Analysis and Charts on the House Appropriation Committee’s Budget Proposal for 2012-13 (03/25/2011)

The House Appropriation Committee’s proposed budget for 2012-13 would reduce total funding for state services by 12 percent compared to 2010-11, and by 14 percent for the General Revenue part of the budget. In a state that is already near the bottom in state spending per resident, the implications of cuts are even worse when Texas’s growing population and rising health care costs are taken into account.

CPPP Urges Rejection of House Bill (HB) 1 and Support for HB 4 and HB 275 (03/24/2011)

Executive Director F. Scott McCown made a statement in response to the House Appropriations Committee recommendation of House Bill (HB) 1, the proposed state budget for 2012-13; HB 4, which would revise the state budget for 2011; and HB 275, which would appropriate $3.2 billion from the Rainy Day Fund to fund 2011 appropriations.

Statement on Governor Rejecting Use of Rainy Day Fund for 2012-13 (03/15/2011)

F. Scott McCown made the following statement in response to the Governor’s claim that he will not sign a 2012-13 budget that uses any of the $6.2 billion remaining in the Rainy Day Fund after using $3.2 billion to cover the 2011 deficit.

CPPP Writes Tea Party Advisory Committee (02/28/2011)

CPPP addresses the Tea Party Advisory Committee about why spending all the Rainy Day Fund is the right thing to do.

Using the Rainy Day Fund to Ensure our Recovery and Prosperity (02/21/2011)

Texas faces a devastating revenue shortfall. We are about $18 billion short of being able to maintain spending at its current level and at least $27 billion short of being able to maintain services at their current level. Whichever way you look at it, we face a larger revenue shortfall than during the last recession in 2003 and even larger than during the global energy price collapse in the 1980s.

A cuts-only approach to dealing with a shortfall this large would undermine our economic recovery and threaten our future prosperity. Instead, we need a balanced approach, one that includes using our Rainy Day Fund to minimize damaging cuts to critical public services such as education. As part of a balanced approach,the Rainy Day Fund can cover about a third of the shortfall. This paper explains how the fund works and why it should be used.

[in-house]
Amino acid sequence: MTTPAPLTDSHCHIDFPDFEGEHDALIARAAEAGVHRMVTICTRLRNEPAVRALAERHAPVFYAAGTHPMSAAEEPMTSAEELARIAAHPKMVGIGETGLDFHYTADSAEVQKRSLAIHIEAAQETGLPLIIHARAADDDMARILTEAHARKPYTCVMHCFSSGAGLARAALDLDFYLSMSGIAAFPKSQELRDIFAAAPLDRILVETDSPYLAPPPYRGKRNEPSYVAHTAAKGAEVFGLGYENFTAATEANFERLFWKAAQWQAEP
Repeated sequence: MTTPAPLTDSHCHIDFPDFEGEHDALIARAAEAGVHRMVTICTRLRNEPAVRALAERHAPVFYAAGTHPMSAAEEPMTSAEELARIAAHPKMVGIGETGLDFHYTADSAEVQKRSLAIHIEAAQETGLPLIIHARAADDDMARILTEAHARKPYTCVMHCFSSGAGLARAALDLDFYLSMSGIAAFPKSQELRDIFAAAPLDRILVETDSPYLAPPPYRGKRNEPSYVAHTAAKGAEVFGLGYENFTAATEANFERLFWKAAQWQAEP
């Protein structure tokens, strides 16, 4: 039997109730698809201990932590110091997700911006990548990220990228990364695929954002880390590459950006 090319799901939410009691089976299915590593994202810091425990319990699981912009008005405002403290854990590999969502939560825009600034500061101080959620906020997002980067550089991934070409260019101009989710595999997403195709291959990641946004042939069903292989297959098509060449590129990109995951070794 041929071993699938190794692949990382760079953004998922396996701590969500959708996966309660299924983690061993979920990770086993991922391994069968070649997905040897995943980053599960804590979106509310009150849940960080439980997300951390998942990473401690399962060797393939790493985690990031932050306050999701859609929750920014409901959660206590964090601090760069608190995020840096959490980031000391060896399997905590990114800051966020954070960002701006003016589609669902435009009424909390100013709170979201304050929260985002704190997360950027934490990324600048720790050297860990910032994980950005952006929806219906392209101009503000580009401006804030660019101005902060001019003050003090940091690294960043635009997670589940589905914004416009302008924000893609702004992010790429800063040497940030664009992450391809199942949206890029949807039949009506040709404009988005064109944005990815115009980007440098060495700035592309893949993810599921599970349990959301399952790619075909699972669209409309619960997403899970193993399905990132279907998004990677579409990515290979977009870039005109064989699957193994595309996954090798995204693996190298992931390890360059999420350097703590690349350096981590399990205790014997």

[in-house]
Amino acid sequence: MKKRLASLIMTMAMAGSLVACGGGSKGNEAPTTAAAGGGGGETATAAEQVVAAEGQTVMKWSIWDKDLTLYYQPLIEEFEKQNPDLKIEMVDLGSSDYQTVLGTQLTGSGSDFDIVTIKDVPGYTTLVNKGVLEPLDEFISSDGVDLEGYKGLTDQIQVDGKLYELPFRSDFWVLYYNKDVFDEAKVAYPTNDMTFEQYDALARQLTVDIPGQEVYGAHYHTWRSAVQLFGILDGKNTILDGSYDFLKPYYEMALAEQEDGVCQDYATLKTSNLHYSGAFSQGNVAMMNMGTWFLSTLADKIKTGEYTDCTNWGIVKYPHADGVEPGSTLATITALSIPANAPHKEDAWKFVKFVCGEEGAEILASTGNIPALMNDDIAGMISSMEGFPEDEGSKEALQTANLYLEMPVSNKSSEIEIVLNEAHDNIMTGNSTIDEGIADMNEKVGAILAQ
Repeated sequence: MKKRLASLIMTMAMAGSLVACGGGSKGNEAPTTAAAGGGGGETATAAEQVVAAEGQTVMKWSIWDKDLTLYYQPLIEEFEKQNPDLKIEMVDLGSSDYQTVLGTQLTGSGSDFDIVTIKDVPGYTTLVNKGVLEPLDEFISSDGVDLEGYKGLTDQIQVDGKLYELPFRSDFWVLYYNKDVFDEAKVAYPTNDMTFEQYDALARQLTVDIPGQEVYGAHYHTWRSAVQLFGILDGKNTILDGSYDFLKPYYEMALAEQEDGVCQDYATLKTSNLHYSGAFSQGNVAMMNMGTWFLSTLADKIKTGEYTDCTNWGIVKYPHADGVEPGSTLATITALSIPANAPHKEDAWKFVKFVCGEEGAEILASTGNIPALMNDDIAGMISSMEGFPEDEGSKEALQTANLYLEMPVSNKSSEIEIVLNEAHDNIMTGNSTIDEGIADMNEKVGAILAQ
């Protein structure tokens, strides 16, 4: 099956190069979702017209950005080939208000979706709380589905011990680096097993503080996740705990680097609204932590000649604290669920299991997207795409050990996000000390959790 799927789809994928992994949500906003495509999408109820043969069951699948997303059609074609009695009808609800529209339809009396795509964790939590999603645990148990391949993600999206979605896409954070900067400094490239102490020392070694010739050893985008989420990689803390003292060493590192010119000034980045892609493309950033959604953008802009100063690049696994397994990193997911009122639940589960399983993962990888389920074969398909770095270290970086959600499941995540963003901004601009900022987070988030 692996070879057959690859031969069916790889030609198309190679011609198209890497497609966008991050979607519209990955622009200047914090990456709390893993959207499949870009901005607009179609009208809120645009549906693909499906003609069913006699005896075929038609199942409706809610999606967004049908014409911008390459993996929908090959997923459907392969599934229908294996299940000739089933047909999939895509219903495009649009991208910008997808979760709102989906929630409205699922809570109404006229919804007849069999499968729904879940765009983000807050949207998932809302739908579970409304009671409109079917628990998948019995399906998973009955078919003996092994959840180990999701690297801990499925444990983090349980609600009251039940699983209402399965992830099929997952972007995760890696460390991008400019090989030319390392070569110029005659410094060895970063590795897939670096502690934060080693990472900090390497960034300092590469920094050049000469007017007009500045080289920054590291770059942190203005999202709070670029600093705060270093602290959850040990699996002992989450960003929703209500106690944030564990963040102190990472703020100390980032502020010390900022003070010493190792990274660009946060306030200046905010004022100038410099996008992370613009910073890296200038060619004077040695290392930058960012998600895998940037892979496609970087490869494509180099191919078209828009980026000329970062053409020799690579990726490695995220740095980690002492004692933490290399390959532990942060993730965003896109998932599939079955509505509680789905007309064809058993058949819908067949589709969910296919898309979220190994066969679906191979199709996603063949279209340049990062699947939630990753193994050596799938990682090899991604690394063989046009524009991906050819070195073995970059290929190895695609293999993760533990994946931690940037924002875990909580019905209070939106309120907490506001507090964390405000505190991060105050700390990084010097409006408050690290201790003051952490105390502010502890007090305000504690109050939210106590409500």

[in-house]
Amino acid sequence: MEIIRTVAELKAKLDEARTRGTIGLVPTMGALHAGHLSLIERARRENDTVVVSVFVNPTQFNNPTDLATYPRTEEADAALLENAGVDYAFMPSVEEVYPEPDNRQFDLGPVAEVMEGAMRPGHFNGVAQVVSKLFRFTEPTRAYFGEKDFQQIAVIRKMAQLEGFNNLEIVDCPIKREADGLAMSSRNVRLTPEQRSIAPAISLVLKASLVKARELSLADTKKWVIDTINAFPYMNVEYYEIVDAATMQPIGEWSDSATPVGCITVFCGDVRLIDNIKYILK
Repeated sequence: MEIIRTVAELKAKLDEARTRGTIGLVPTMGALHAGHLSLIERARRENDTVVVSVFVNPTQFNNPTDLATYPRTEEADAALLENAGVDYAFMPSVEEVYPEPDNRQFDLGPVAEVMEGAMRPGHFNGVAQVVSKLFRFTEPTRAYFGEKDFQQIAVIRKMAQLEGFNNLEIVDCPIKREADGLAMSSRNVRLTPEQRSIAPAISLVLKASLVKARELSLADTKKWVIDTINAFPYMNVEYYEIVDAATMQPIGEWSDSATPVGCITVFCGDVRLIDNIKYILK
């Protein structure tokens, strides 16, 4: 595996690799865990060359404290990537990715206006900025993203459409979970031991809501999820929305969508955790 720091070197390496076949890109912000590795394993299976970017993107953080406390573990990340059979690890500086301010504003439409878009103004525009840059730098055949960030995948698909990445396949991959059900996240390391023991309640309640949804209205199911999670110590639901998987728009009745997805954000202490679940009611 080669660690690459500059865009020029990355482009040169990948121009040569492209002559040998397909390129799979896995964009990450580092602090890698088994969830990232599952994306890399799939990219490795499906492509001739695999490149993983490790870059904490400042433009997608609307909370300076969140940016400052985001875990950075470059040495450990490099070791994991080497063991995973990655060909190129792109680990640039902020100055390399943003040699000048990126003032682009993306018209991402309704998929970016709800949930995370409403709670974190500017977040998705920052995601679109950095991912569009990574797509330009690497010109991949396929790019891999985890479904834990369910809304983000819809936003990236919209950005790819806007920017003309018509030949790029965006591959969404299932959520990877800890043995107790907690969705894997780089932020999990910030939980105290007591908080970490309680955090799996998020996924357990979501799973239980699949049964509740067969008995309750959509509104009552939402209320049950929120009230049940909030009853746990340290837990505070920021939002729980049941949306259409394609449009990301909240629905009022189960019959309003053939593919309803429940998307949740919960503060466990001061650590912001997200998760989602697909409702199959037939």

Overiew of HB 1 and SB 1 as Introduced (02/18/2011)

The proposed budgets do not begin to meet the needs of Texas, as this new analysis from CPPP shows. CPPP provides (1) an overview of House Bill (HB) 1, (2) an overview of Senate Bill (SB) 1, and (3) a comparison of the current budget, HB 1, SB 1, and the cost of current services.

Proposed Medicaid Cuts More Than Seven Times Deeper Than 2003 (02/16/2011)

Medicaid funding proposed in HB l is estimated by the Legislative Budget Board (LBB) as falling $18 billion (All Funds) below the amount need to maintain current benefits, provider fees, and eligibility standards. This underfunding would be more than 7 times the depth of the disastrous 2003 Medicaid and CHIP cuts. While delivery reforms and best practices can and should be aggressively implemented, the best program improvements combined cannot achieve savings anywhere near the $7.6 billion GR shortfall. The Legislature should begin immediately looking for ways to mitigate the damage to our state’s most vulnerable through a balanced approach to balancing the budget that looks to savings and new revenues, not a cuts-only approach.

Governor’s State of the State Unrealistic; We Need a Balanced Approach to Meeting the Needs of Texas (02/8/2011)

Center for Public Policy Priorities Executive Director F. Scott McCown gave the following statement in response to the Governor’s State of the State address today to a joint session of the House and Senate.

“When the Governor signed the current budget into law, after using his line-item veto to cut everything he considered unnecessary, the Governor assured Texans we had a lean budget that targeted our priorities, saying: ‘We worked collectively throughout the session to ensure our state’s priorities were met while remembering that every dollar spent is that of a hard-working Texan.’